Thursday, September 6, 2007

Weak winds of the east

China's Olympic wind woes
By Jonathan Adams
Newsweek 'Why It Matters' blog, August 16, 2007

They can make it rain in Beijing, but can they make the wind blow in Qingdao?

The answer is no -- at least judging by the opening day of the 2007 Qingdao International Regatta, a test event for the Olympic sailing races that will be held here next August. Chinese authorities have boasted of their ability to provide clear skies for the Olympics opening ceremony in Beijing next year with technology to empty rain clouds. But in this picturesque coastal city on Wednesday, six of the eight scheduled races were cancelled due to light winds.

That disappointed Chinese spectators, many of them sporting Coca-Cola paper hats and waving red People's Republic of China flags. They'd paid to watch the races from picnic benches at the impressive Olympic sailing center here. But the fact is that Qingdao's winds just aren't that strong compared to similar Western venues, particularly in August. Average August wind speeds here are about 5 meters per second -- over the minimum required for racing by international rules, but short of the ideal, 7 to 8 mps.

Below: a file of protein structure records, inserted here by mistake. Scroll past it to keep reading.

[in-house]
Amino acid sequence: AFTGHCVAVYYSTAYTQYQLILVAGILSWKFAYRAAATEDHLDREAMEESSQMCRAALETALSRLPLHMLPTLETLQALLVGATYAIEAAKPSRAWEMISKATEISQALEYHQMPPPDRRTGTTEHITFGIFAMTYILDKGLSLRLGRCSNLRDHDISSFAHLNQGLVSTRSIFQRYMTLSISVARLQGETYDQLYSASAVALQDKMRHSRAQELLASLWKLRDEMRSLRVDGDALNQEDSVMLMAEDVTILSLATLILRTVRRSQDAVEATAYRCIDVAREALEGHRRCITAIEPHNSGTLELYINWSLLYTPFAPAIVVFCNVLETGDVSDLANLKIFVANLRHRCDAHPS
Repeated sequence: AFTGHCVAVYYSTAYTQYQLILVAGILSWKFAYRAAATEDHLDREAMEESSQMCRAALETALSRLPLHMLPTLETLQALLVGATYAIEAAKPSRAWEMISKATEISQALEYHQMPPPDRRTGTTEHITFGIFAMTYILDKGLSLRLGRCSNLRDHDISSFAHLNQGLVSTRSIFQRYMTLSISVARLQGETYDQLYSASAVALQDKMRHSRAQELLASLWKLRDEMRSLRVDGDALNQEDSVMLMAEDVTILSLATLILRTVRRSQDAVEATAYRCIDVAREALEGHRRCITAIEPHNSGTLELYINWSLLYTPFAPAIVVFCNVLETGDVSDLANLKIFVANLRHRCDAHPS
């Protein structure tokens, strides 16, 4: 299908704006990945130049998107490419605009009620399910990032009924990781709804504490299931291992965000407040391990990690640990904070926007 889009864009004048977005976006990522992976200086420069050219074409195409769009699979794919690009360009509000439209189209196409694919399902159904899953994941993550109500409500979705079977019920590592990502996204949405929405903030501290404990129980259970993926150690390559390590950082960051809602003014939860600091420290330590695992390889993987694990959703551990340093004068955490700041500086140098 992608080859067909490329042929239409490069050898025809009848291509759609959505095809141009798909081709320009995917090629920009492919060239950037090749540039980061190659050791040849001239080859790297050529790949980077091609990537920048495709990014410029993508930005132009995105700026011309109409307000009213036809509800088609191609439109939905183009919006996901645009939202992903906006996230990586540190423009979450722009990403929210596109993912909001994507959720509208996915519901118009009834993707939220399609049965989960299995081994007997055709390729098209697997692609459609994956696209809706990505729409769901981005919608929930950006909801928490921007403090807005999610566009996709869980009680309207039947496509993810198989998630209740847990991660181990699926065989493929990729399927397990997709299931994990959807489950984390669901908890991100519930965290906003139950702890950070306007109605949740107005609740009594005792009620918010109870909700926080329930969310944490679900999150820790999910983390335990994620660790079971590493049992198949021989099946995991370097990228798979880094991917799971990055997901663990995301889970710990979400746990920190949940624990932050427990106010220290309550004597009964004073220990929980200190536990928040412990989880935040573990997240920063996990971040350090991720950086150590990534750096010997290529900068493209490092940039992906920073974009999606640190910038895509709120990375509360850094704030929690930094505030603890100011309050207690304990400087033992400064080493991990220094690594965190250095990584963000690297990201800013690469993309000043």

Which raises the question of why the northern China city was chosen to host Olympic sailing in the first place. Speaking to a small pack of foreign journalists, Qingdao Vice Mayor Zang Aimin defended the selection, saying the city's wind conditions were not bad compared to those in other Chinese cities that vied for hosting rights, such as Hong Kong, Shanghai and Dalian. But she acknowledged that wimpy winds are a challenge. "Of course, it's a problem for European and U.S. athletes," she said with a cheerful smile. "They'll have to adapt to the winds of China."

No comments: